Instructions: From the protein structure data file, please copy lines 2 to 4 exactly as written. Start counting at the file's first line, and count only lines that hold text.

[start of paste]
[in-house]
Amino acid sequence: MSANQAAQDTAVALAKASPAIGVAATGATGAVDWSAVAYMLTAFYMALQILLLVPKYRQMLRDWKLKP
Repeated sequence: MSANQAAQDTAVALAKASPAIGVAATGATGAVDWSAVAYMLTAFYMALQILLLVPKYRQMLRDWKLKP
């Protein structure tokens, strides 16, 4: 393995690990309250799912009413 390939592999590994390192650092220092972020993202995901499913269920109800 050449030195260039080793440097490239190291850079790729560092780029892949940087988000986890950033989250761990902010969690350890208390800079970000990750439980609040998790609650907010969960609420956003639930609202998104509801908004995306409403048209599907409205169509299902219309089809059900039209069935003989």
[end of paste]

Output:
Amino acid sequence: MSANQAAQDTAVALAKASPAIGVAATGATGAVDWSAVAYMLTAFYMALQILLLVPKYRQMLRDWKLKP
Repeated sequence: MSANQAAQDTAVALAKASPAIGVAATGATGAVDWSAVAYMLTAFYMALQILLLVPKYRQMLRDWKLKP
């Protein structure tokens, strides 16, 4: 393995690990309250799912009413 390939592999590994390192650092220092972020993202995901499913269920109800 050449030195260039080793440097490239190291850079790729560092780029892949940087988000986890950033989250761990902010969690350890208390800079970000990750439980609040998790609650907010969960609420956003639930609202998104509801908004995306409403048209599907409205169509299902219309089809059900039209069935003989």